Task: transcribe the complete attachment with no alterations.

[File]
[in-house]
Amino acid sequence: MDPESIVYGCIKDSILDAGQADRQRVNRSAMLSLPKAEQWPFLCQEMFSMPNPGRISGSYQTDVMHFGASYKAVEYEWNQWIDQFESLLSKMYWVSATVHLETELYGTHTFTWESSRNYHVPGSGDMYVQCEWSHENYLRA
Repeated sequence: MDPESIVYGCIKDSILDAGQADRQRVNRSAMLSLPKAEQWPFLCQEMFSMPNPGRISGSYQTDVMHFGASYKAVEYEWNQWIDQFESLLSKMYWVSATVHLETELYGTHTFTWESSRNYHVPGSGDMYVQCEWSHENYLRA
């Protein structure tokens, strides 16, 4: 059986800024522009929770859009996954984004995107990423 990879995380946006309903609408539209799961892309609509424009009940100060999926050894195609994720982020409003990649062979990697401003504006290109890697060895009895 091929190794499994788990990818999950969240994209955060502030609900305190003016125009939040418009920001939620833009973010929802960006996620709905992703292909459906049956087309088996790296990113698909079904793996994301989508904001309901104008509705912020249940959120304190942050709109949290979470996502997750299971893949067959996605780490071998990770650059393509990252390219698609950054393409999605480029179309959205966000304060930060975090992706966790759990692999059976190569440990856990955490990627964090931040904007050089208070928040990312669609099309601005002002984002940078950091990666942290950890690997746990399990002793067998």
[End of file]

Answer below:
[in-house]
Amino acid sequence: MDPESIVYGCIKDSILDAGQADRQRVNRSAMLSLPKAEQWPFLCQEMFSMPNPGRISGSYQTDVMHFGASYKAVEYEWNQWIDQFESLLSKMYWVSATVHLETELYGTHTFTWESSRNYHVPGSGDMYVQCEWSHENYLRA
Repeated sequence: MDPESIVYGCIKDSILDAGQADRQRVNRSAMLSLPKAEQWPFLCQEMFSMPNPGRISGSYQTDVMHFGASYKAVEYEWNQWIDQFESLLSKMYWVSATVHLETELYGTHTFTWESSRNYHVPGSGDMYVQCEWSHENYLRA
């Protein structure tokens, strides 16, 4: 059986800024522009929770859009996954984004995107990423 990879995380946006309903609408539209799961892309609509424009009940100060999926050894195609994720982020409003990649062979990697401003504006290109890697060895009895 091929190794499994788990990818999950969240994209955060502030609900305190003016125009939040418009920001939620833009973010929802960006996620709905992703292909459906049956087309088996790296990113698909079904793996994301989508904001309901104008509705912020249940959120304190942050709109949290979470996502997750299971893949067959996605780490071998990770650059393509990252390219698609950054393409999605480029179309959205966000304060930060975090992706966790759990692999059976190569440990856990955490990627964090931040904007050089208070928040990312669609099309601005002002984002940078950091990666942290950890690997746990399990002793067998």